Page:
By Chris Lane
By Jeff Balke
By Aaron Reiss
By Angelica Leicht
By Dianna Wray
By Aaron Reiss
By Camilo Smith
By Craig Malisow
When the results of last spring's Texas Assessment of Academic Skills were reported, little Kashmere Gardens Elementary was the star of the show in the Houston Independent School District. The nearly all-black inner-city school had outdone itself since the previous year, when only 54 percent of the school's fourth-graders had passed the reading portion of the all-important TAAS, and even fewer, 37 percent, passed in math, a chillingly low figure for any HISD principal.
The school made a robust effort to make sure not one of its 588 children fell through the cracks, according to Principal Margaret Jefferson, who later told the Houston Chronicle that even the school's custodians, crossing guards and food service personnel tutored students who needed extra help. Colorful reminders blared from the school's billboards and posters: "Soar High on TAAS."
When the scores came back, the news was almost too good to be true: Every single eligible fourth grader passed both the reading and math portions of the test, boosting the school from a rating of "acceptable" to "recognized." District dignitaries swooped down from their perches high in the HISD bureaucracy to congratulate the school. Not a visitor left the campus without a full briefing on how well Kashmere had done. Even the K-Ram cheerleaders aerialed themselves onto the bandwagon, yelling: "Kashmere Rams gonna bust that test! Swing it all around! Show who's the best!"
"Our success," Jefferson told the Chronicle, "was a deliberate plan."
Just how deliberate is cause for much speculation among Kashmere Gardens's past and current teachers, who asked not to be named for fear of retribution. Some of them suspect that school employees tampered with student answer forms to improve the school's scores, and statistical evidence lends support to what they say. Last year, one third-grade class at Kashmere had 15 times more erasures than the state average, and 100 percent of the answers were changed from wrong to right. Students who perform poorly in their classes and on other tests do mysteriously well on the TAAS. Yet despite the evidence, the question is daunting: Would a school really go so far as to outright cheat?
Although educators are not, on the whole, known to be a disreputable bunch, given the high stakes of the test it's a reasonable question. The party line about the pervasive emphasis on the TAAS is that it's "for the children," but there are other, more immediate reasons to make sure scores are high.
In the world of public education in Texas, no test -- not the SAT, not the final exam, not the weekly spelling quiz, not the entrance test for gifted and talented programs -- comes close to matching the Texas Assessment of Academic Skills in importance. The exit-level TAAS, given beginning in tenth grade, is the one test students must pass before graduating from high school.
Before high school, children take the test every year beginning in third grade, but those results are used to rate campuses and school districts, not students. Schools that consistently score low on the TAAS risk being taken over or even shut down by the state. In some districts, including HISD, principals whose schools don't do well enough can lose their jobs.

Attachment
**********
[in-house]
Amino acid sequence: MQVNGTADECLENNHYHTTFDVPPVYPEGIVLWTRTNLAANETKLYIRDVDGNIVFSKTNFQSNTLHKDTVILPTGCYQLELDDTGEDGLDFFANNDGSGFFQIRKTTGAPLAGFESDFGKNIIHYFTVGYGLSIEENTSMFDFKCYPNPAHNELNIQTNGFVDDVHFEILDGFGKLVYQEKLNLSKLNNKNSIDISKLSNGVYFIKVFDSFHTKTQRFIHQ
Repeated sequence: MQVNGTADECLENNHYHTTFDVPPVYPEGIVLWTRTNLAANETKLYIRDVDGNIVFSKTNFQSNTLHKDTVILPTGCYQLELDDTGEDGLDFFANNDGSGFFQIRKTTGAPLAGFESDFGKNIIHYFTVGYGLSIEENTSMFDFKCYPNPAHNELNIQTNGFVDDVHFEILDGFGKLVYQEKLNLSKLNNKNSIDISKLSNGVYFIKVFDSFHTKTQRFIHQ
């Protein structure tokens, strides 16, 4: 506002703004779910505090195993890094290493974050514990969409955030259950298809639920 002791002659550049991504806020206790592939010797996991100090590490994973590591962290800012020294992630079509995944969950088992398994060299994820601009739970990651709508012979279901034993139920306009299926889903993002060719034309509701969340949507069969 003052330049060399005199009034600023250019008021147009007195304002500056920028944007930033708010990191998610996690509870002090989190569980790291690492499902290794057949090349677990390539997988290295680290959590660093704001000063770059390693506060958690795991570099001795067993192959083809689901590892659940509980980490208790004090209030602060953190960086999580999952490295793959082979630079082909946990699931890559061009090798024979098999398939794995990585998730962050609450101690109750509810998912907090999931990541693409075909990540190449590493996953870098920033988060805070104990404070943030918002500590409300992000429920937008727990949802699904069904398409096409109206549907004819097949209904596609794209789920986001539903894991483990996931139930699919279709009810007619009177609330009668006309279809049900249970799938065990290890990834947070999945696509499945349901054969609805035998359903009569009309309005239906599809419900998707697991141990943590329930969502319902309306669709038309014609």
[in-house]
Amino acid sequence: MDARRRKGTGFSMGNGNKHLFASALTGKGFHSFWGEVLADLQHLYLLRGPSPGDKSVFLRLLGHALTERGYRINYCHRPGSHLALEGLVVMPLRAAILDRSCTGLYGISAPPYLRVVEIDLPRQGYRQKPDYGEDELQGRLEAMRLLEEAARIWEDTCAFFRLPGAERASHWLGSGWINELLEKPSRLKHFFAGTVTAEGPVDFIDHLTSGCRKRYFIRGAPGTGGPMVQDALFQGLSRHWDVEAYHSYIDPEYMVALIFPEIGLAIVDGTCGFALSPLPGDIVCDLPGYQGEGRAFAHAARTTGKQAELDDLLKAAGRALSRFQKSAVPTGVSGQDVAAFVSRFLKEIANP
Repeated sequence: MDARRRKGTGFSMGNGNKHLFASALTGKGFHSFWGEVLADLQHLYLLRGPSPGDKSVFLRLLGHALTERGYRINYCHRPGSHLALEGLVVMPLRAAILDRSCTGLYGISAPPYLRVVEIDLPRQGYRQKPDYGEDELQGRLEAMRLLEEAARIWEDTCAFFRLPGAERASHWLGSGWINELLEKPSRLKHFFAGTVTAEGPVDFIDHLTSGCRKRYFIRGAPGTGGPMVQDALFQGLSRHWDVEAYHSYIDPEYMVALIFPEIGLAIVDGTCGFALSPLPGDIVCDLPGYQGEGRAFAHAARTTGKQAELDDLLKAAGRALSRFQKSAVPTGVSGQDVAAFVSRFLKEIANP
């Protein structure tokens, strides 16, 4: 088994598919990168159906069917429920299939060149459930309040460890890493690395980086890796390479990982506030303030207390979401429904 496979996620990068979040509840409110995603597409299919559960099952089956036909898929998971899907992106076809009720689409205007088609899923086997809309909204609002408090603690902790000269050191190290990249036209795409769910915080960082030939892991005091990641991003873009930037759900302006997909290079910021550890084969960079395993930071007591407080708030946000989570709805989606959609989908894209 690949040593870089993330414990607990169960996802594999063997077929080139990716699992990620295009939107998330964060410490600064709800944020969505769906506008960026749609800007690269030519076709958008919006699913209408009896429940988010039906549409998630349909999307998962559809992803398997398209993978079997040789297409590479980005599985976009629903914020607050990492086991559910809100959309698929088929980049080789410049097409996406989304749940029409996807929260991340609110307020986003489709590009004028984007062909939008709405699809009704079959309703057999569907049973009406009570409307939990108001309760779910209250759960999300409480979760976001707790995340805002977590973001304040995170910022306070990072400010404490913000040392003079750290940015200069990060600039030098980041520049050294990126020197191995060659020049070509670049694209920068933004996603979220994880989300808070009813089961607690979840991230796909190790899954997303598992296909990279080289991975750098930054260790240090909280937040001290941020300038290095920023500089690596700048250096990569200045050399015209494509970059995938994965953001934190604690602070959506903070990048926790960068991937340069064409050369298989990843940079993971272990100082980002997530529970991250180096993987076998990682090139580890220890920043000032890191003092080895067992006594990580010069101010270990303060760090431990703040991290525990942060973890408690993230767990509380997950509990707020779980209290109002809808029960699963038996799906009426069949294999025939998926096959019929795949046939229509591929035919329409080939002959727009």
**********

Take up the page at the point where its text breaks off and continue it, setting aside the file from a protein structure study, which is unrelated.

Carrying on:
Performing well has its rewards. Teachers receive candy, flowers -- and pay bonuses. There are banquets and press conferences, banners and marching bands and, most important in terms of public perception, school ratings: "exemplary" or "recognized" for schools that show muscle, "acceptable" or "low-performing" for those that lag behind. Upper-level management shares in the bounty: HISD's Superintendent of Schools, Rod Paige, can receive a bonus of up to $25,000 based solely on the district's TAAS scores.
The kids, on the other hand, have to be brainwashed into caring, since the test doesn't particularly affect them. To that end, schools use "TAAS It Up!" pep rallies and motivational slogans, Saturday tutorials and endless practice tests, test-taking strategy books such as Breaking the Code and bribes of AstroWorld tickets, parties and special clubs. Much of this institutional hysteria is not, one assumes, what lawmakers envisioned when they put the test in place, but it's legal and some of it might even work.
On the other hand, one might suppose that outright cheating would be difficult to do. What with the TAAS's status as the be all and end all of Texas public education, the state might be expected to put massive roadblocks in the way of any would-be tamperer. But in fact, there is nothing short of integrity to stop a school from artificially raising scores, and the list of required equipment is short: All you need is a No. 2 pencil with a good eraser.
According to Kashmere Gardens Principal Margaret Jefferson, the Chronicle reported, the school's motto is "Striving for Exemplary Success." But one former teacher has another version of the Kashmere credo: "Do what you have to do." Instead of crossing guards or cafeteria workers tutoring students (which several teachers say they've never seen), employees describe tests administered with window shades pulled and doors locked, teachers not permitted to give the test to their own classes and poor students earning mysteriously high scores. (Jefferson declined to be interviewed by the Press.)